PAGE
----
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post #1 of 11 (permalink) Old 11-27-2009, 07:14 AM Thread Starter
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has anyone had this problem

i was just sitting around and figured i would see if anyone has ever had this happen. about 8 years ago i bought a traditions percussion to hunt with in maryland. I was hunting one day and eased over to a cliff that was about 40 feet high and a huge 8 point stood up 30yds away. put the sights on him and poof, the cap went off and nothing else. i put caps on 3 more times and it did the same thing. deer was out of sight and never seen again. at this point i was very mad and put another cap on and shot at a stump that was behind me and...booom, it went off. the next day i was in a stand and had three differnet bucks come right up to me and the gun did the same thing. the cap went off 3 times but nothing else. when i went back home the next day, i did some experimenting and came to figure out that if the gun was pointing anything lees than a 45 degree angle it wouldnt go off. i know everything was properly seated, i always triple check to make sure for safety concerns. my question is...has anyone ever have a gun with the same problem?
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post #2 of 11 (permalink) Old 11-27-2009, 09:31 AM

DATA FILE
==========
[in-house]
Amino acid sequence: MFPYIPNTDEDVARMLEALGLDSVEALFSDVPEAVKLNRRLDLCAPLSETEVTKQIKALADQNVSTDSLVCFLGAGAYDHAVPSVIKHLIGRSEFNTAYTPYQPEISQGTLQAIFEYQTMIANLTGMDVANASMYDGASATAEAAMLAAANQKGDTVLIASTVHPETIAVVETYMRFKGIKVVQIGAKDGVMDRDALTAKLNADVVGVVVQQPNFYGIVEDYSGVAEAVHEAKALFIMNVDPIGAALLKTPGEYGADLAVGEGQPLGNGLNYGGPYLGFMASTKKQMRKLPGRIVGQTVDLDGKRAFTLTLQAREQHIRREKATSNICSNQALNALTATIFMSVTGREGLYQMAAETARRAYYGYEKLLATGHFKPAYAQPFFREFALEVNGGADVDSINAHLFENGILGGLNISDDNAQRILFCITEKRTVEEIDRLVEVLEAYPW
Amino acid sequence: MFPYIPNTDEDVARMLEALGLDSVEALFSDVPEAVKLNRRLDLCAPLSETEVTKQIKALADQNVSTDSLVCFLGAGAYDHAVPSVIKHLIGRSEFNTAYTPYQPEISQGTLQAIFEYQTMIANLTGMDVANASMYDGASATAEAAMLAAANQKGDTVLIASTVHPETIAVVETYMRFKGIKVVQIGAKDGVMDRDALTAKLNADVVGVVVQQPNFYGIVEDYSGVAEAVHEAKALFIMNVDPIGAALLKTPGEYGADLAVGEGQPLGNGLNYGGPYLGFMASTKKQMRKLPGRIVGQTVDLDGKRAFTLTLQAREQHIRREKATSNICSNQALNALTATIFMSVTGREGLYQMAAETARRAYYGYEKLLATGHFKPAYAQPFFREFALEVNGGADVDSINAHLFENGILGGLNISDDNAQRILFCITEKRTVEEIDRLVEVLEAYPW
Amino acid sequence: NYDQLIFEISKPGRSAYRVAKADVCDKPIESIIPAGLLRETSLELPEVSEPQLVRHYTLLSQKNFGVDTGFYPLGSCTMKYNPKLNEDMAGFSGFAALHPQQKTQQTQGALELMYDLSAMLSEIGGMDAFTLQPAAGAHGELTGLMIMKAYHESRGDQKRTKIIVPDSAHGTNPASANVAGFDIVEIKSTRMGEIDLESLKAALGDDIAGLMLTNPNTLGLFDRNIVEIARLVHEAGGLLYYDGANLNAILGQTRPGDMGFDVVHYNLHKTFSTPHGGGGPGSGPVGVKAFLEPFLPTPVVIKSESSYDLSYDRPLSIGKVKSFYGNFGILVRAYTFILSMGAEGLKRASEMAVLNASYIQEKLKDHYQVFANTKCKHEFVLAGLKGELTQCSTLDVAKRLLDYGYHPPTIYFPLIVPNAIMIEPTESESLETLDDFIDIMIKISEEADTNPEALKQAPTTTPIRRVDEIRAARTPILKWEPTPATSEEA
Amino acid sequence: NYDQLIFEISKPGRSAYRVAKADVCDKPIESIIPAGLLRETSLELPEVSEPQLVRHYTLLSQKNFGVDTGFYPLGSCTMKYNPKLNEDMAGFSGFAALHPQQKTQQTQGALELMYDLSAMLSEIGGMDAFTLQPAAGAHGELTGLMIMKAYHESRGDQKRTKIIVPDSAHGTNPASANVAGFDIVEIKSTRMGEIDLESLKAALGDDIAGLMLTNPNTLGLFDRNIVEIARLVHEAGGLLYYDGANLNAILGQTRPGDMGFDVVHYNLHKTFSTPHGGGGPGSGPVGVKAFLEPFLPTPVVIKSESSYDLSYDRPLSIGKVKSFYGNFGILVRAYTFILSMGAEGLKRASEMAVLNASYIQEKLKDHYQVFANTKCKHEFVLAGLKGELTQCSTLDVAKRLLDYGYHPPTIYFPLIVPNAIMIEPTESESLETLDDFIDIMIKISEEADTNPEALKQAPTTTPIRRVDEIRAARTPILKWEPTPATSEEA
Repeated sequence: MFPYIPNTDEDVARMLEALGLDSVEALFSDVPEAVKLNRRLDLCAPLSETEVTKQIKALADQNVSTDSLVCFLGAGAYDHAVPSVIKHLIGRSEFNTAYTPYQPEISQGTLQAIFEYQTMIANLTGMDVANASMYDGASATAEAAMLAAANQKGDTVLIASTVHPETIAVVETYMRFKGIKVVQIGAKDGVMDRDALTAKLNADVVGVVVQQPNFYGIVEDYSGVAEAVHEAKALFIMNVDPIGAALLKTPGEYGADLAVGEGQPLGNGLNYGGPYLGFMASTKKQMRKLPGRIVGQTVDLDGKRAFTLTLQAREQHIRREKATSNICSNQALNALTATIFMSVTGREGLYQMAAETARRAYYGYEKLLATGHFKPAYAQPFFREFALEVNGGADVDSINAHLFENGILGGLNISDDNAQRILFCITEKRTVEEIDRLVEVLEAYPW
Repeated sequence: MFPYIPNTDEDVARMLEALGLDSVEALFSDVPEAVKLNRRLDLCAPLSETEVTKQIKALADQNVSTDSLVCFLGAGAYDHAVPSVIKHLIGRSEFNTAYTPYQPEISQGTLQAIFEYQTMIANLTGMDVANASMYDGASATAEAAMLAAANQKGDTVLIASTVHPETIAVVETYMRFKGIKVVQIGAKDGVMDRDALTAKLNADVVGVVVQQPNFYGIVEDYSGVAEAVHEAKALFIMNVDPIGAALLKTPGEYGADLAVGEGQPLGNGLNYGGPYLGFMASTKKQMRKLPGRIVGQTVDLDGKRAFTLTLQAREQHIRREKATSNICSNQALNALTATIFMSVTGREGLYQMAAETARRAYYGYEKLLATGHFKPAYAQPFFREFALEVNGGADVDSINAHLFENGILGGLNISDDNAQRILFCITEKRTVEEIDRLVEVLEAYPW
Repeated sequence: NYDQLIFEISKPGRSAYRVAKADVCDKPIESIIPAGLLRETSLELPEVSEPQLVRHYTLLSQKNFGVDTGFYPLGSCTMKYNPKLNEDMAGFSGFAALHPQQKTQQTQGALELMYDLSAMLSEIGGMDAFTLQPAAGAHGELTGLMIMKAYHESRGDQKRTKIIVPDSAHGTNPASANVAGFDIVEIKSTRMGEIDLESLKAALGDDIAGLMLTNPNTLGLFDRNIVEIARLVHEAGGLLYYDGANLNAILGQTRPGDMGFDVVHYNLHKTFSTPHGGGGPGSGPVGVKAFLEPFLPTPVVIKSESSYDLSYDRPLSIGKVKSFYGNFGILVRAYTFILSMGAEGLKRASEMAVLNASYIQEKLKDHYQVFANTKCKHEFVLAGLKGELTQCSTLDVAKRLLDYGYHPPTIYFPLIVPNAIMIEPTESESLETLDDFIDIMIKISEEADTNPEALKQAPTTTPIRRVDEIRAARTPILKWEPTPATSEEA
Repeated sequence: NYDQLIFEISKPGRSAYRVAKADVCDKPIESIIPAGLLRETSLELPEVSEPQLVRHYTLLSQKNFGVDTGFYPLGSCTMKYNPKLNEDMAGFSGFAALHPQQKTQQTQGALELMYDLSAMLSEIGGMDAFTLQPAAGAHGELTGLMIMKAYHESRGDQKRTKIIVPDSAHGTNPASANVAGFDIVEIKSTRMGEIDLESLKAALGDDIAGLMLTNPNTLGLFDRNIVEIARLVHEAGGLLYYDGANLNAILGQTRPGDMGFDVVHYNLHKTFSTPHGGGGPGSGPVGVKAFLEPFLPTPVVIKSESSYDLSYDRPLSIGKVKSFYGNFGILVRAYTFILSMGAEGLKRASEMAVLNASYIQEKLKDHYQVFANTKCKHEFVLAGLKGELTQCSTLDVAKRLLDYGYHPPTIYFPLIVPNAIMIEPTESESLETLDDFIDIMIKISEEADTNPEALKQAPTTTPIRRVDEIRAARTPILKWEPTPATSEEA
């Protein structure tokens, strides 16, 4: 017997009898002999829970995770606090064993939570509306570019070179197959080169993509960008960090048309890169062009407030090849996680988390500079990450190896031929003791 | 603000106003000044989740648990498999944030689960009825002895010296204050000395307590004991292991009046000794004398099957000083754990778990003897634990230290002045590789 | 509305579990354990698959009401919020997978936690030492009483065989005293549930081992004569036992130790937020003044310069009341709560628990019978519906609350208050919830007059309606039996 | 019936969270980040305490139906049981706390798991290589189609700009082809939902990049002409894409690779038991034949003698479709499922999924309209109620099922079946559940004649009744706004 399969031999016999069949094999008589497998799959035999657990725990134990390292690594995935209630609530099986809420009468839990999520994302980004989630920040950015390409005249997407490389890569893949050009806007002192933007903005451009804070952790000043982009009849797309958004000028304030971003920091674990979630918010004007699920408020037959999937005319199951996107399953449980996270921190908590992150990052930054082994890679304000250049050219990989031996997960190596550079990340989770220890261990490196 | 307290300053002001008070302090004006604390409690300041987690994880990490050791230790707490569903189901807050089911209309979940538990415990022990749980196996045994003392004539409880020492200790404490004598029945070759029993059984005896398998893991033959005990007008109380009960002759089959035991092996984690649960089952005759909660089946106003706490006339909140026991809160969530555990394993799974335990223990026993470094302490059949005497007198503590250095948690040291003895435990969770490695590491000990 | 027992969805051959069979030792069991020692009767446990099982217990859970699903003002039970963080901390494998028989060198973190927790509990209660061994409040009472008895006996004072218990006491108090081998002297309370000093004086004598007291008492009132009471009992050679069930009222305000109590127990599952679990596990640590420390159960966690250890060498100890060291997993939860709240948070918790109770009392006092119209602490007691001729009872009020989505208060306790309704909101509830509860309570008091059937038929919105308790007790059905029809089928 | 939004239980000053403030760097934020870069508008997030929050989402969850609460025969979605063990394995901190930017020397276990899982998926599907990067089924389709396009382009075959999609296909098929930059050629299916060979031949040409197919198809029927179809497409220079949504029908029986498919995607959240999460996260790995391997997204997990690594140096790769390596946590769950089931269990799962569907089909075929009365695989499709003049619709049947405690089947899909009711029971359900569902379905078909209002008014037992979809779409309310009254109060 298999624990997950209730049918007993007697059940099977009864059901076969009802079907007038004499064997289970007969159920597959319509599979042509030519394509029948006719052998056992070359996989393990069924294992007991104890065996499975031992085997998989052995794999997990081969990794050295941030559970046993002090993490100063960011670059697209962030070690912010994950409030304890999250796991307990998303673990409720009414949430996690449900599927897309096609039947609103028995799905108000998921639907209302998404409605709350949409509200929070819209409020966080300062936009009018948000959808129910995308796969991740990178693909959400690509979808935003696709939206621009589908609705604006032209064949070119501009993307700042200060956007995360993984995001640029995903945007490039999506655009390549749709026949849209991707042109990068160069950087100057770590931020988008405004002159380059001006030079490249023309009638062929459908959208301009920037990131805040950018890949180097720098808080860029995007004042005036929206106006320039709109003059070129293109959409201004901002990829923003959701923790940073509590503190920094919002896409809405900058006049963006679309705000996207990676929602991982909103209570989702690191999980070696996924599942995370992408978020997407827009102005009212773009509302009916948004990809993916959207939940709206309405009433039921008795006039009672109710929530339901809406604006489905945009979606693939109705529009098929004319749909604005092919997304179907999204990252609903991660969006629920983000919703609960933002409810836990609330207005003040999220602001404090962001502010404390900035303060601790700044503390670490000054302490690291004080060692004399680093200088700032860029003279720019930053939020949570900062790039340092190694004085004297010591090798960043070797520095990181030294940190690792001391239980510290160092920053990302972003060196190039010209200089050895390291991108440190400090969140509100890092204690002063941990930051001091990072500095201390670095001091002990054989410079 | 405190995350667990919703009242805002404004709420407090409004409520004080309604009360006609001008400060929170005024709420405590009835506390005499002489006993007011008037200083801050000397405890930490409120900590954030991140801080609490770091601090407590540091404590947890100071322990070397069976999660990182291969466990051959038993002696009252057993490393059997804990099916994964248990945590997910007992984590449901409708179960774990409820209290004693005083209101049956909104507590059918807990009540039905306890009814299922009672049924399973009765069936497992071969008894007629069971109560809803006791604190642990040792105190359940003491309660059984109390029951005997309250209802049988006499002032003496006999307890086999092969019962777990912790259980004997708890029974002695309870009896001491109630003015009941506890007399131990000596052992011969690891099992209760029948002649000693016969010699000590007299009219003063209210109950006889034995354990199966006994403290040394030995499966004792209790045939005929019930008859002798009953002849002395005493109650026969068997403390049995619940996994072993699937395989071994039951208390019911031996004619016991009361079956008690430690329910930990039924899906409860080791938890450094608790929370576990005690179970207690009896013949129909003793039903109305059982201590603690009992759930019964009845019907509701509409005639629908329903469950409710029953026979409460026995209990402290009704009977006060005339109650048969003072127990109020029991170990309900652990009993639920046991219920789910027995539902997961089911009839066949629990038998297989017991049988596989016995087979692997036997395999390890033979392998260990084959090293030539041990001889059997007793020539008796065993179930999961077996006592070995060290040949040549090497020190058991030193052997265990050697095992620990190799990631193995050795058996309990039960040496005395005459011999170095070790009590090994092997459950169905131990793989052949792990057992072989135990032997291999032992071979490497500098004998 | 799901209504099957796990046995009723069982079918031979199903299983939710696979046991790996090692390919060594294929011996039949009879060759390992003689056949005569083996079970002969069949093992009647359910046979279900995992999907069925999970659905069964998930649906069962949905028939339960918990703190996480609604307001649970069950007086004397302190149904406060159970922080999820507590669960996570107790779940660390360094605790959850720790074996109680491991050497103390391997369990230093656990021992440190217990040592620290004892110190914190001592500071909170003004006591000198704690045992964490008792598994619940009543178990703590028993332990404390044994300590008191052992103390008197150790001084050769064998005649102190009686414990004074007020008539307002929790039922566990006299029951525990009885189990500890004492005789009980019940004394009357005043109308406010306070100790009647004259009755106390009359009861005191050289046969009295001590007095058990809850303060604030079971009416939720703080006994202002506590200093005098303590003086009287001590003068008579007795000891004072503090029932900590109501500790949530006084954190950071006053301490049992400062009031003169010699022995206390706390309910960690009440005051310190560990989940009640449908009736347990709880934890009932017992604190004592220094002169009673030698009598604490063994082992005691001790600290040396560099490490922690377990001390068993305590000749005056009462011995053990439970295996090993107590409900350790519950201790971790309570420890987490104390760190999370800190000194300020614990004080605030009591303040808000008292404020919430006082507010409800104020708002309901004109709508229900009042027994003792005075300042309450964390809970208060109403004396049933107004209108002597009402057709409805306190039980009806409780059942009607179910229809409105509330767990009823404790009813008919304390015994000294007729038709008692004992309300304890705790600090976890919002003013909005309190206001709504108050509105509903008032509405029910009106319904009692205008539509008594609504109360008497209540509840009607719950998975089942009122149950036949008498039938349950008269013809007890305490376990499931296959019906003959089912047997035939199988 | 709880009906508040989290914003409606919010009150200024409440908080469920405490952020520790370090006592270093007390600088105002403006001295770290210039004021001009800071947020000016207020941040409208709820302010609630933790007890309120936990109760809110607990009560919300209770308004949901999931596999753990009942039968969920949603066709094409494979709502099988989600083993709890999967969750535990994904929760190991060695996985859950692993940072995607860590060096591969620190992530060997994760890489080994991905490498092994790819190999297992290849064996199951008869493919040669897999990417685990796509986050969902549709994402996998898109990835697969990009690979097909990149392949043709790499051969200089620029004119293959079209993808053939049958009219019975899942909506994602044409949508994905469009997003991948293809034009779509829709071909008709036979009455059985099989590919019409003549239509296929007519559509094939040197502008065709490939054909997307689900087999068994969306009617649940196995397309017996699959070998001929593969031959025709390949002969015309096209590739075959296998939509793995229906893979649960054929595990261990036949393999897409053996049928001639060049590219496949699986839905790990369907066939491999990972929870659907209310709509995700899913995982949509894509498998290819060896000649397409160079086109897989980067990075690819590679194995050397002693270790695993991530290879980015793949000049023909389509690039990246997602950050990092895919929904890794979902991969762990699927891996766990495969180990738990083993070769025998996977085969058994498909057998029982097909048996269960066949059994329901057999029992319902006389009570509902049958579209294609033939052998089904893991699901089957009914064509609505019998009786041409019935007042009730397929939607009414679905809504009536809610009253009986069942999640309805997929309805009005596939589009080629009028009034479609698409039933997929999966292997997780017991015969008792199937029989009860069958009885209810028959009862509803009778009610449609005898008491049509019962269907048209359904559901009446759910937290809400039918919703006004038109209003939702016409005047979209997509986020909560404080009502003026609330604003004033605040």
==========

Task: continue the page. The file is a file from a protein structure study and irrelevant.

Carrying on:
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Re: has anyone had this problem

Don't take offense but, was it clean? Perhaps the spark wasn't getting thru to the powder charge. How many shots did you put thru it at the range before you hunted with it; no problems then?

You say this happened 8years ago? No problems since?

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post #3 of 11 (permalink) Old 11-27-2009, 10:33 AM Thread Starter
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Re: has anyone had this problem

no offense taken. yes, it was clean. i aalways ensure my gun is clean and ready to go. i also always shoot it before i leave to make sure all solvents are dried out of it and then dry brush it. i just dont understand why it wont go off when pointing somewhat down. lol. havent used it since then. just sits in my gun safe.
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post #4 of 11 (permalink) Old 11-27-2009, 10:51 AM
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Re: has anyone had this problem

Seems I remember someone with the same problem over on another forum. Thinking the solution was to drill a very small hole in the drum directly below the nipple. I seem to recall they had a name for what it was called....similar to a fuel line vapor lock--airlock or something??
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post #5 of 11 (permalink) Old 11-27-2009, 10:57 AM Thread Starter
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Re: has anyone had this problem

Thanks for the advice guys. will try some researchin on it.

PM recieved. thanks again
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post #6 of 11 (permalink) Old 11-27-2009, 11:37 AM
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Re: has anyone had this problem

Might take a paperclip and push the point thru the hole in the nipple.Sometimes moisture sticks in there blocking the spark.Could also be a worn nipple(short).Were you using reg blackpowder or a sub?

Was your projectile the whole way down against the powder charge?Sounds like if you were pointing downhill your powder could have slid away from the breech area where it needs to get that spark.

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post #7 of 11 (permalink) Old 11-27-2009, 12:55 PM
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Re: has anyone had this problem